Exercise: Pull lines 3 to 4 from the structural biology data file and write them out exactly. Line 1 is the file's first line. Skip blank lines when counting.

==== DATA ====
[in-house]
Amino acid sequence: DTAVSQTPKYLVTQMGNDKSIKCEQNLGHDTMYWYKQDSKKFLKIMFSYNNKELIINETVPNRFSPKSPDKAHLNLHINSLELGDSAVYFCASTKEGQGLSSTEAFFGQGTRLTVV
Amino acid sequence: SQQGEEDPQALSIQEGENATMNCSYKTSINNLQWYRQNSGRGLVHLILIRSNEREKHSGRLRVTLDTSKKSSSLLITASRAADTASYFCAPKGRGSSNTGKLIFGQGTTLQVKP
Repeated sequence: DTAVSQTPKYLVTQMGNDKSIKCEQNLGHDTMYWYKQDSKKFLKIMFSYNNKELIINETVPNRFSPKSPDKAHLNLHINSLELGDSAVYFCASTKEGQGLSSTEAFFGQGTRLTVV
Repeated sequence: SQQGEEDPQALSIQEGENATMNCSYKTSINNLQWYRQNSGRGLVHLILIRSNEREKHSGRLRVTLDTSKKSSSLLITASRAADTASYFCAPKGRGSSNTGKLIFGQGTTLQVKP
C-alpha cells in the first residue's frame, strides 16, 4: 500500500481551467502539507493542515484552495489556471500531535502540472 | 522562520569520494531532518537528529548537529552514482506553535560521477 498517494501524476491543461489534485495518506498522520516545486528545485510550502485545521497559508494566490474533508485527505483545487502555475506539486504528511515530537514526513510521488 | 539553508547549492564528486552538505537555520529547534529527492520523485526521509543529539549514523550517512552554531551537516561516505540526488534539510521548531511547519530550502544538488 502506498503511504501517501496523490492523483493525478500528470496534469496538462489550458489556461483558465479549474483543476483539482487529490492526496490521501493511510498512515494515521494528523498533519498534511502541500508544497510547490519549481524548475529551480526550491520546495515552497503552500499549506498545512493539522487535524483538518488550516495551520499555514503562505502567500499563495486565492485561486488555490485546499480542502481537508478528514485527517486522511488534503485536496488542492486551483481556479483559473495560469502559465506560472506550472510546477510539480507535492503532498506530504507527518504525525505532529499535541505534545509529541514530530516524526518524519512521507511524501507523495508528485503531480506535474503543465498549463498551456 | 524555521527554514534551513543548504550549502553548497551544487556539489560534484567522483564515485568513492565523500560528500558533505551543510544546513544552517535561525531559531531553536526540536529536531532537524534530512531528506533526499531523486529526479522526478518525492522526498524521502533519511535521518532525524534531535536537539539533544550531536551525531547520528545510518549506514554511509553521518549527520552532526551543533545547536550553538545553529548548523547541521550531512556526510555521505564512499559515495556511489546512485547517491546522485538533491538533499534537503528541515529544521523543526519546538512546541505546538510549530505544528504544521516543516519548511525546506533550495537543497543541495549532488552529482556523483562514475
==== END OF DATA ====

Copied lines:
Amino acid sequence: SQQGEEDPQALSIQEGENATMNCSYKTSINNLQWYRQNSGRGLVHLILIRSNEREKHSGRLRVTLDTSKKSSSLLITASRAADTASYFCAPKGRGSSNTGKLIFGQGTTLQVKP
Repeated sequence: DTAVSQTPKYLVTQMGNDKSIKCEQNLGHDTMYWYKQDSKKFLKIMFSYNNKELIINETVPNRFSPKSPDKAHLNLHINSLELGDSAVYFCASTKEGQGLSSTEAFFGQGTRLTVV